The Mediterranean is one of my favorite spots in the world. You never know what new gem you will find throughout the journey. This time, I went to Turkey to visit the dazzling city of Pamukkale located in southwestern Anatolia.
Pamukkale, which in Turkish means “Cotton Castle”, is a fantastic spectacle, made up of petrified waterfalls, hot springs and travertines.
Visitors from all over the region have enjoyed these 17 hot water springs (temperature ranges from 35 °C (95 °F) to 100 °C (212 °F)) for millennia which led to the construction of spas and resorts in the 19th and 20th centuries. However, once this astonishing place was declared a World Heritage Site in 1988, everything was torn down and it became a real sanctuary of calm and serenity. It still attracts tourists from all over the world who come to take delight of the beauty and benefits of these thermal waters. Nevertheless, due to the new regulations, only small pools are allowed to be used.
The first thing you need to do when you are here is to soak yourself in Pamukkale’s Antique Pool (beside the Temple of Apollo). It is by far the most surreal hot spring experience, being submerged in hot springs while ancient columns and pieces of fallen marble are scattered around you. The water of Pamukkale is famous for its benefits to the eyes and skin as well as for helping to alleviate asthma and rheumatism. The cliffs cascade downward in a widening series of steps from a plateau more than 100 meters (328 ft) high. The water contains iron, sodium chloride (salt) sulphuric acid, and magnesium.
Second on my list is the city of Hierapolis which literally means “Holy City” in ancient Greek. Breathtaking views of the Pamukkale travertines and the entire province are worth the sweat up the hill. Once you are up there, plenty of magical places await. Every corner takes you on a trip through history. For instance, the Hierapolis theater, a colossal construction with a 100 meter (328 ft) facade and two tiers of seating, each with 26 rows. It was built while Roman Emperors Hadrian and Septimus Severus ruled these lands, the theater is incredibly well preserved, you can still admire its decor and even the imperial boxes remain.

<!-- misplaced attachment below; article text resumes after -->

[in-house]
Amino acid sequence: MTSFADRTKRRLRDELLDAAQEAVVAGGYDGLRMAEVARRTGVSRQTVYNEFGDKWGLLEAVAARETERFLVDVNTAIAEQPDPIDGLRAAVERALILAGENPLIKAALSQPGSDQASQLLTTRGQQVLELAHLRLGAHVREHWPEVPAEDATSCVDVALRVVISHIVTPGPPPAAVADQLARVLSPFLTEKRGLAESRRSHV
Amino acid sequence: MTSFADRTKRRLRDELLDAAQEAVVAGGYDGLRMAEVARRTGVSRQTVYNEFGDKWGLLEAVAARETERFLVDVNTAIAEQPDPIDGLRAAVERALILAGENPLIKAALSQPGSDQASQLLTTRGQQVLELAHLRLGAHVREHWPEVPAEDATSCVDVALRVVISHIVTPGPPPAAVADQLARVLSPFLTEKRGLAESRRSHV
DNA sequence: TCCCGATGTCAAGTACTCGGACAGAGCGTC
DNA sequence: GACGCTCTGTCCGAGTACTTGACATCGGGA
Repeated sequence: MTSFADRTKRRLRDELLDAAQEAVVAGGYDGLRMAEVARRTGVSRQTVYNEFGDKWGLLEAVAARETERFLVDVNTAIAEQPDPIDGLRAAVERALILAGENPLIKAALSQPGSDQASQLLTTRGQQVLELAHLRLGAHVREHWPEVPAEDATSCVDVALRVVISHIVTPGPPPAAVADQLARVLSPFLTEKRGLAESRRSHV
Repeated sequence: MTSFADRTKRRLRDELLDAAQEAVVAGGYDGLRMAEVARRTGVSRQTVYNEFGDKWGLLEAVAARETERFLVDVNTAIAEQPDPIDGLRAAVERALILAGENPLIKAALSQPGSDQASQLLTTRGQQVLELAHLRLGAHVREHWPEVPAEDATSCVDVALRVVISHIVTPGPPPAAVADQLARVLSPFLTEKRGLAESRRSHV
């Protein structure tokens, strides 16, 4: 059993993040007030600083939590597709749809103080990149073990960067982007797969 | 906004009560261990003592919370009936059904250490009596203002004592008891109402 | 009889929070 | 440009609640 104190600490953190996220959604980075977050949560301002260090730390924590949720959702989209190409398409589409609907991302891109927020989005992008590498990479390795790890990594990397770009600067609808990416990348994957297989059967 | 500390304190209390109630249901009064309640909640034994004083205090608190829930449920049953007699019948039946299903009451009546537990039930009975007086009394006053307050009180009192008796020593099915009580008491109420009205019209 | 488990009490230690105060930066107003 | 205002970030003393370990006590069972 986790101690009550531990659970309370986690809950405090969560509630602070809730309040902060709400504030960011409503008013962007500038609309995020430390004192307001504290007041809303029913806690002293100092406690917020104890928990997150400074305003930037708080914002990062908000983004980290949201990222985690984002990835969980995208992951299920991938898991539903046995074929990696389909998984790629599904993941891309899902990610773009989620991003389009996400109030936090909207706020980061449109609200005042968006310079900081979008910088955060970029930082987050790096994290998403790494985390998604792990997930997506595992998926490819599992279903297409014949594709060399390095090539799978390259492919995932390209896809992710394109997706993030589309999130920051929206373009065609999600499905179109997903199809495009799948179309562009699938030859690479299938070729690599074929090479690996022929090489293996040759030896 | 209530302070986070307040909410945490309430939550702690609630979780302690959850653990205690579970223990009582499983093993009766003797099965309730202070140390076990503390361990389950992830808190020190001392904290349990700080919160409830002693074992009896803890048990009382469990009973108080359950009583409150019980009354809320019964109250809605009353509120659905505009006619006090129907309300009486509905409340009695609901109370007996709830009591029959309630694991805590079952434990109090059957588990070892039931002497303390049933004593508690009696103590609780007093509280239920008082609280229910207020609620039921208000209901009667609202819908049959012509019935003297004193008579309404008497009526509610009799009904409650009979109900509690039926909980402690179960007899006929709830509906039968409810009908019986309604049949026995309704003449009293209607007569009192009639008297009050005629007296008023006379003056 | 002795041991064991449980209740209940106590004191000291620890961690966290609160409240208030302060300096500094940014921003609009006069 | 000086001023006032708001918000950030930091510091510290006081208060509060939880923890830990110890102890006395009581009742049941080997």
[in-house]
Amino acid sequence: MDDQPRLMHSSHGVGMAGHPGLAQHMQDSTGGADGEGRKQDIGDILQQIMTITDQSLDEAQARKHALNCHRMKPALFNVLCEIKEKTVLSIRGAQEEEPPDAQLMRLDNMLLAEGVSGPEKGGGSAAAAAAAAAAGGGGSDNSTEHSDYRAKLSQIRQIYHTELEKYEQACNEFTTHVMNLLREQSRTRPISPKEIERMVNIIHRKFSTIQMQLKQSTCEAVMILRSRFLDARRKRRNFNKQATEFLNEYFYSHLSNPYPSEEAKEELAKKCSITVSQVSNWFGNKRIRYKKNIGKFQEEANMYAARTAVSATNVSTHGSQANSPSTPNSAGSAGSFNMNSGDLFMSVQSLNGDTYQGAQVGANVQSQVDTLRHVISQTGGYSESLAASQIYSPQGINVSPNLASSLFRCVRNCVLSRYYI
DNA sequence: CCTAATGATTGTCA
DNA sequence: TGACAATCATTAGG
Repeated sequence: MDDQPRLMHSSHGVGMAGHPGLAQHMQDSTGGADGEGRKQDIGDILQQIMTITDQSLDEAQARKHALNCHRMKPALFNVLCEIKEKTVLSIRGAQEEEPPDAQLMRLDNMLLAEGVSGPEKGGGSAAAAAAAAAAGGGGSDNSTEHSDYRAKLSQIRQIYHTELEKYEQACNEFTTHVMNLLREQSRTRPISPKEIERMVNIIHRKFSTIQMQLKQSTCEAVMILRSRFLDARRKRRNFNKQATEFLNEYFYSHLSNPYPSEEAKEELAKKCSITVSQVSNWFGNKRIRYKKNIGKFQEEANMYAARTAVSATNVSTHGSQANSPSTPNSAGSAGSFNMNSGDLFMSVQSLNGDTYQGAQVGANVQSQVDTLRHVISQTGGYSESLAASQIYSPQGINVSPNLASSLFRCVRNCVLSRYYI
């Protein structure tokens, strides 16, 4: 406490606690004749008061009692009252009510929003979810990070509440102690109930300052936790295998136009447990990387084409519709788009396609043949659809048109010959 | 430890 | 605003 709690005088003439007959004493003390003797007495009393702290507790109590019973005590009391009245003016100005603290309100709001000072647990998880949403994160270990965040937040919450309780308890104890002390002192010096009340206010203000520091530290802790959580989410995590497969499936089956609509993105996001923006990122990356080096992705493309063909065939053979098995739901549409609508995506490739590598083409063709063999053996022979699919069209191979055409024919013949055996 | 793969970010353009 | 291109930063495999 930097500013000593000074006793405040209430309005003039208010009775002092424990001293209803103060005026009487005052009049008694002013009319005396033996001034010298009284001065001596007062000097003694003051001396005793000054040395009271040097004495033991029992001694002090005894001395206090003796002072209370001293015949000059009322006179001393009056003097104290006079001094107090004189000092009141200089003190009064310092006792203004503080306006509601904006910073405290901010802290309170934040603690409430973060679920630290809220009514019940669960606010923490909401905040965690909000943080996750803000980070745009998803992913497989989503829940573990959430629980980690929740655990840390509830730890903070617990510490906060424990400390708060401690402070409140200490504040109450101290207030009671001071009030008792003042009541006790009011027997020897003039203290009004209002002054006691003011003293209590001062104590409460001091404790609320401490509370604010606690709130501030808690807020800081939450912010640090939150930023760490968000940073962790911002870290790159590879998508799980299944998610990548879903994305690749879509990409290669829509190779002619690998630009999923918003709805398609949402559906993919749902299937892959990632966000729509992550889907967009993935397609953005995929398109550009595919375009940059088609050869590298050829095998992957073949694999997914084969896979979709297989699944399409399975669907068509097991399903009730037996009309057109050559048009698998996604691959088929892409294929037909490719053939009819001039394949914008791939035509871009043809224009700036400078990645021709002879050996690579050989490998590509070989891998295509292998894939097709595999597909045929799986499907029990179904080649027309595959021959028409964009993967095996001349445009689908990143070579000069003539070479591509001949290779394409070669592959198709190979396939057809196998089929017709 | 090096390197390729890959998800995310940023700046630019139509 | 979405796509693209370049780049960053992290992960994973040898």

A nearby city worth visiting is Laodicea which was once a lively and hectic city of industry, medicine, and trade. A very large population of Christians moved here once Christianity became popular and Antiochus the Great transported 2,000 Jewish families from Babylonia. The ruins of the city are highly photogenic, remnants from the temples and theaters of early Roman settlement to the later Christian era are all around you.
Do not leave without visiting Aphrodisias just 10 minutes away by car, a small ancient Greek city but with lots of things to see. For the romantics, Aphrodisias was named after Aphrodite, the Greek goddess of love, this could be a great spot to propose. (just saying…). A two-hour walk of this city should be enough to visit the Temple of Aphrodite, the Monumental gateway, the Bouleuterion or Council House, or the Stadium which was used for athletic events until it was almost destroyed by an earthquake in the VII century.